Conference C champions Broxburn visit Conference A winners Penicuik Athletic tomorrow in the first of three play-off matches involving the winners of the three East of Scotland leagues to determine the overall champion, who will advance to the top of the pyramid and feature in next season’s Scottish Cup.
Broxburn have already upset the odds so far this season, as they finished five points clear of Linlithgow Rose in Conference C – winning their last 13 league matches – with Rose considered by many at the beginning of the campaign to be heavy favourites.
“Linlithgow were massive favourites and did a lot of their talking in the press, and they said this and that, but we just plodded away,” said former Preston Athletic man Binnie. “We played them at Broxburn when they could have went six points clear, and a lot of the boys were saying if we didn’t win we could essentially say goodbye to our chances of winning the league, but we won 4-3 after being 3-2 down with five minutes to go. I think the difference was that we were always quietly confident whereas they were vocal in their thoughts of who should win the league and who was the best team, and that was one of the things we used to fuel our season.
“It has been very much us focussing on ourselves as opposed to worrying about others.
“For us to get this far and to finish five points clear is worth celebrating in itself. We’ve been used to being overlooked all season, so we are very confident in ourselves. I know a few of the Penicuik boys, Sam Jones and Greg Page, who are both brilliant players, and I have seen some of their games this season. These next two games are massive, not that we are looking past Penicuik yet, because all our focus is on that.”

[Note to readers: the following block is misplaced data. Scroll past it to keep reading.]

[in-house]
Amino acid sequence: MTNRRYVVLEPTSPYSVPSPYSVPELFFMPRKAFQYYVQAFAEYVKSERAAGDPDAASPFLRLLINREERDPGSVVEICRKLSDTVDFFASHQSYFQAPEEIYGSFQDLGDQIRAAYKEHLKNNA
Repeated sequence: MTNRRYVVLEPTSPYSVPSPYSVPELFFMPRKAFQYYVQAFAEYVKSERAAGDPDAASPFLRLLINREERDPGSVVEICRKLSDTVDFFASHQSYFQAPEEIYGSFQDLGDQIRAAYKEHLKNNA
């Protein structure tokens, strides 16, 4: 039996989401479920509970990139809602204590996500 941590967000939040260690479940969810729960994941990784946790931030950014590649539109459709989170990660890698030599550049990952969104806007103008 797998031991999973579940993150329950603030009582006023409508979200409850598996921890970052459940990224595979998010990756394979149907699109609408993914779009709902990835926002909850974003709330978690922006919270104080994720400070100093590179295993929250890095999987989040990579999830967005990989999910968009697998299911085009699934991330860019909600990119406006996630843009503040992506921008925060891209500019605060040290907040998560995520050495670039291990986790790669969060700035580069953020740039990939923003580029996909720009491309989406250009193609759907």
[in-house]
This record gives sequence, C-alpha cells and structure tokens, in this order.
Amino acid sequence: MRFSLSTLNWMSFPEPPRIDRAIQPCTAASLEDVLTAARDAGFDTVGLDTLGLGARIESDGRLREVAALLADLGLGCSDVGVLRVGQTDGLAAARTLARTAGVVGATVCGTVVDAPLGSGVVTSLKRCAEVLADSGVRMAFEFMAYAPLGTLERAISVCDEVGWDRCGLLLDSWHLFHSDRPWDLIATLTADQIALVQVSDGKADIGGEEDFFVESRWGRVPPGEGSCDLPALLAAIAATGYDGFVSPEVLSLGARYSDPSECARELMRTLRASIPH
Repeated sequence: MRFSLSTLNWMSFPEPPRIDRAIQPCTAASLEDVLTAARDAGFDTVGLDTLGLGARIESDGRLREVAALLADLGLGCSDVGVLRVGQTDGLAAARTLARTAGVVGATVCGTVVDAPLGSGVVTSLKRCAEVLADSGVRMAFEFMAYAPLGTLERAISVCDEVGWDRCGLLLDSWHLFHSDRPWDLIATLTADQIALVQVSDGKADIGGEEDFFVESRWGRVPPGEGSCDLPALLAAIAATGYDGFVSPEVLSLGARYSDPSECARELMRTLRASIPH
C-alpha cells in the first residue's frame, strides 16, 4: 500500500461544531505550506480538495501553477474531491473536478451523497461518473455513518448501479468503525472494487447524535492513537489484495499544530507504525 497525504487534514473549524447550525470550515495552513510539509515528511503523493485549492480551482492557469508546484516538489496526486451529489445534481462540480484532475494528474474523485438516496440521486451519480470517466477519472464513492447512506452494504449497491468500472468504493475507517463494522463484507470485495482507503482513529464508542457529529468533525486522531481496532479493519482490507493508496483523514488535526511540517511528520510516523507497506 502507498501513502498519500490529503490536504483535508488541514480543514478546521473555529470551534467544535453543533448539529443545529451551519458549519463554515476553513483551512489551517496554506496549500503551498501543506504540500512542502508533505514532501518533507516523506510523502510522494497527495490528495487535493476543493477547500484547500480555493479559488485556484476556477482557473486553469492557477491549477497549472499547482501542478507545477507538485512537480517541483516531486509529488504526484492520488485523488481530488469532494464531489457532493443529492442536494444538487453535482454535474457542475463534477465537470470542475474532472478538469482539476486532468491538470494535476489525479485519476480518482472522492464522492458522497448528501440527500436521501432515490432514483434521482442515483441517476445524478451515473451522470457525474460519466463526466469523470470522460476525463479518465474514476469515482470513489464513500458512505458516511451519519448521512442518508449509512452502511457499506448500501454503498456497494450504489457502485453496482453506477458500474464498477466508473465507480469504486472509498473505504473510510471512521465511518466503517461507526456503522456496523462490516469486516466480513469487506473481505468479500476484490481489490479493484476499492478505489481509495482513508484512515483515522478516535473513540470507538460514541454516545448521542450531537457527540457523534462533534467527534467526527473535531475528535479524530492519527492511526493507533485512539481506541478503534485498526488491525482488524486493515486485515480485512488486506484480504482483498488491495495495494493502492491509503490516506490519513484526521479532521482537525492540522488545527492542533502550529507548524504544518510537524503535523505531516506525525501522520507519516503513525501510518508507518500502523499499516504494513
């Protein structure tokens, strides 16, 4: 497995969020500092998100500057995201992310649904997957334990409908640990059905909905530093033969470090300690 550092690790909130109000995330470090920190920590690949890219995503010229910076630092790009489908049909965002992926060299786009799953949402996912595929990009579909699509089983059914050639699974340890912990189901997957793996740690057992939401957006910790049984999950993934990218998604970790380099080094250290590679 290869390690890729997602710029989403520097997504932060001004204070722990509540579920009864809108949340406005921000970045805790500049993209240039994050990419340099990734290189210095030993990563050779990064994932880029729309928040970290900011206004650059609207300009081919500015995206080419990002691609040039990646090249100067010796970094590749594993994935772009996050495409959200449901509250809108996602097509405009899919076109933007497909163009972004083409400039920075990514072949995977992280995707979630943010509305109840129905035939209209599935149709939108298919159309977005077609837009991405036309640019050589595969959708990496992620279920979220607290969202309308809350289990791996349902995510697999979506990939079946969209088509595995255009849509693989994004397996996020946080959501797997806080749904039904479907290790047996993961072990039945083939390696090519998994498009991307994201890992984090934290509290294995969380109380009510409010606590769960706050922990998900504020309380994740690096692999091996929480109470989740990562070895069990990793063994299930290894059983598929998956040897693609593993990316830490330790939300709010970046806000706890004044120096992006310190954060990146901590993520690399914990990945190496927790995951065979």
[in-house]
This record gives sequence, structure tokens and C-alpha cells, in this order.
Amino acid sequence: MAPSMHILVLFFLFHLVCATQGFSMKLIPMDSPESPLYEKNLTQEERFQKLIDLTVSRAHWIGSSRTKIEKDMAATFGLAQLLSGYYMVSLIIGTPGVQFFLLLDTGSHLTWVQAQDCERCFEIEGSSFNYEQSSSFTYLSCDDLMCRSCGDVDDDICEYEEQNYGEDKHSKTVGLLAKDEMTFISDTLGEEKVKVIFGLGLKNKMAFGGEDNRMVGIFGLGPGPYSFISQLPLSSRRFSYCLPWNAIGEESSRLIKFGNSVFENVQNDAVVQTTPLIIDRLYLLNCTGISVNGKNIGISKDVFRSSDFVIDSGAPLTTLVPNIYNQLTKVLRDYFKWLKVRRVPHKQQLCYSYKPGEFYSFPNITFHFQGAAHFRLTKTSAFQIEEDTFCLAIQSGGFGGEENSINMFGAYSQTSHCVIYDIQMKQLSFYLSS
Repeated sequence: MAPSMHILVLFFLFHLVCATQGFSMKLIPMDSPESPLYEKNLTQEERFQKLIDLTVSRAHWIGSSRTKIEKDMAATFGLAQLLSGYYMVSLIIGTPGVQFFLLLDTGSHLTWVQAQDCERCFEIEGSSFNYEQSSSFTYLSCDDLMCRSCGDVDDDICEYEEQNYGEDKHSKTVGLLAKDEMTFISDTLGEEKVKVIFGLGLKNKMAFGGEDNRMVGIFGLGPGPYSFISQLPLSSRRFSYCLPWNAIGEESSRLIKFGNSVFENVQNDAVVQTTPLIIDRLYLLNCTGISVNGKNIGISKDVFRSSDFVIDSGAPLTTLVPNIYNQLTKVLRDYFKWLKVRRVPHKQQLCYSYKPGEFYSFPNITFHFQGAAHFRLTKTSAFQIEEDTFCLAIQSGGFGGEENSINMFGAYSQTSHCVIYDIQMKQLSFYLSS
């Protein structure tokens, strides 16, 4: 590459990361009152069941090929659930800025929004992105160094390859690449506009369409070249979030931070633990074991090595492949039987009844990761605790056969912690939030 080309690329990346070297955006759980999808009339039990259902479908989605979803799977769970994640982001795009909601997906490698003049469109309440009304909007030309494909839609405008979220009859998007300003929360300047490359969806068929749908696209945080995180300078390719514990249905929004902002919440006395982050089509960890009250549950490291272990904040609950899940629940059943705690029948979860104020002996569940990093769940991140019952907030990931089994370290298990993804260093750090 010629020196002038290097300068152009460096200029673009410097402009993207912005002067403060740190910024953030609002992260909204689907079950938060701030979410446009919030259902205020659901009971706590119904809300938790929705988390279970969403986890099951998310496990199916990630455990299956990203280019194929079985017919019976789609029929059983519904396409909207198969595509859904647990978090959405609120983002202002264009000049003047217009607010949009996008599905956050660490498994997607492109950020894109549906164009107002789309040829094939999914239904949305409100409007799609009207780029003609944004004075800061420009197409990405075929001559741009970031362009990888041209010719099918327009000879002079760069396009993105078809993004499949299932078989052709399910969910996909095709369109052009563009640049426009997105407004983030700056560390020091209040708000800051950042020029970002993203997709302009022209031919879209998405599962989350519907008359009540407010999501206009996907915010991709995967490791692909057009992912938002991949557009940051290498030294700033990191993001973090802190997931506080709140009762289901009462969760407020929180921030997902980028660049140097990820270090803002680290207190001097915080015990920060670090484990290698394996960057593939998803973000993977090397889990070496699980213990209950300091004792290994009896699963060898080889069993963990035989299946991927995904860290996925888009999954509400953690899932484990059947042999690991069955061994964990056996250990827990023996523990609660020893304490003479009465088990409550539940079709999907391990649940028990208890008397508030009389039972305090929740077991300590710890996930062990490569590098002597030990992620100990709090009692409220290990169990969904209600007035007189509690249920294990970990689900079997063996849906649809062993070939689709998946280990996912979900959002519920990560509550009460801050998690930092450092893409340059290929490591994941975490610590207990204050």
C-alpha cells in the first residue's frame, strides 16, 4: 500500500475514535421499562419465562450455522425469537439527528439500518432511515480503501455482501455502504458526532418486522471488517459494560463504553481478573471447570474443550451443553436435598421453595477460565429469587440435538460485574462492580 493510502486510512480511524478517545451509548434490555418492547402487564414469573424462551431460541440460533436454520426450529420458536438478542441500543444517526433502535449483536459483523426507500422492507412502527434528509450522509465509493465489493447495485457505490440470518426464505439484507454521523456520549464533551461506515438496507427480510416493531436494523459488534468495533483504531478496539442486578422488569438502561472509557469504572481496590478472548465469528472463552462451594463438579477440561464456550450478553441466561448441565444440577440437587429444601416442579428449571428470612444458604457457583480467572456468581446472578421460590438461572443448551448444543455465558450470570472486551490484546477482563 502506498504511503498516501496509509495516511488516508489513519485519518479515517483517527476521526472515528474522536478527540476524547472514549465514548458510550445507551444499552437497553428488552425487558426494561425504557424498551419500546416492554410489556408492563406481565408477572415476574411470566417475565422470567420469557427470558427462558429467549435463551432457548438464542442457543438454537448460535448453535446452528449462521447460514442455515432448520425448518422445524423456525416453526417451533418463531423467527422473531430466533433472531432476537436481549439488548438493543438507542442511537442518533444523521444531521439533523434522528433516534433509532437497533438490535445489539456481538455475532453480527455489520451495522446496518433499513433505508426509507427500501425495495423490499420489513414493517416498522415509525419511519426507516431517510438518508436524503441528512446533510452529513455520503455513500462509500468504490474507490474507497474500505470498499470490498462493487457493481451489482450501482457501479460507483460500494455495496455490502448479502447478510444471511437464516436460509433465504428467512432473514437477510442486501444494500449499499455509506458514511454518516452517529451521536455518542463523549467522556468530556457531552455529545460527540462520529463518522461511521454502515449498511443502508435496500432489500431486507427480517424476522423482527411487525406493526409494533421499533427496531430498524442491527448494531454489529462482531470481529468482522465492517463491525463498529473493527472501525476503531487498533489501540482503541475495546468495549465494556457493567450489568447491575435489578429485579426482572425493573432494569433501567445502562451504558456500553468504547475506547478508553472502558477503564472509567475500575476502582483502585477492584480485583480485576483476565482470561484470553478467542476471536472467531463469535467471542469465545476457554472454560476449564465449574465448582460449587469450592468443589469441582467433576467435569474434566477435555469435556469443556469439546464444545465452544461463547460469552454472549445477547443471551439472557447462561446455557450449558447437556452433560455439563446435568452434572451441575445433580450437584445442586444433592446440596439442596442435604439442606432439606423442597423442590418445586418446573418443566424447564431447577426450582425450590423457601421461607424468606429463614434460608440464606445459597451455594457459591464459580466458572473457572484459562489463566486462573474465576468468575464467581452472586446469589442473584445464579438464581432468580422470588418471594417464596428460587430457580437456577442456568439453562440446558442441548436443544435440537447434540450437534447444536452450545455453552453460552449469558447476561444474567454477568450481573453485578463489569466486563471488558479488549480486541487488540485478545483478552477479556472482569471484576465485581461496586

The 22-year-old only switched from a midfielder to a striker a few years ago, the move thanks to then Preston under-20s boss George Thomson, who convinced Binnie to return to football after taking seven months out. The plan was a masterstroke, as Binnie returned, netting close to 30 goals in half a season, and he hasn’t looked back.
Binnie continued: “I packed it in after Christmas, then George got on to my case and asked me to come back. I have always played centre midfield since I was young but he said he would stick me up front. One of the things I didn’t fancy doing was just running after folk for 90 minutes like I used to do, I just wanted to go and enjoy it and George gave me that licence at Preston. He gave me the captain’s armband and told me to try and set an example to the young boys. For the first month I played centre mid and then he stuck me up front, and in my first four games I scored four hat-tricks. I cannot speak any higher of George, the guy is absolutely brilliant.”
The striker’s resurgence is similar in a way to that of Broxburn, having risen from being a mid-table club in recent years in the Juniors to a community-backed outfit, riding a crest of a wave with the dream of competing in the Lowland League now within touching distance.
The togetherness of the club is something that has certainly left a mark on Binnie, who joined last summer.
“We get treated like royalty at Broxburn, it’s brilliant. I’ve never been treated like how we do at Broxburn, it’s a right good family feel to the place and they make you feel appreciated. With the season we’ve had so far, it’s all been pretty positive. It’s not just 11 boys on the park, it’s everyone on the sidelines and everyone back in the village. There is a real community feel about it, in the way that we are all in it together.”
Penicuik co-manager Kevin Milne says his players have their destiny in their own hands, given they play their two play-off matches first.
“We could effectively have it done and dusted by the Wednesday, which the other two teams can’t,” said Milne. “It is up to us to go and win the first game and then if we win that, we play Bonnyrigg on Wednesday, and if we win that, no-one else can win it. We are in a very good position given how the fixtures are arranged.”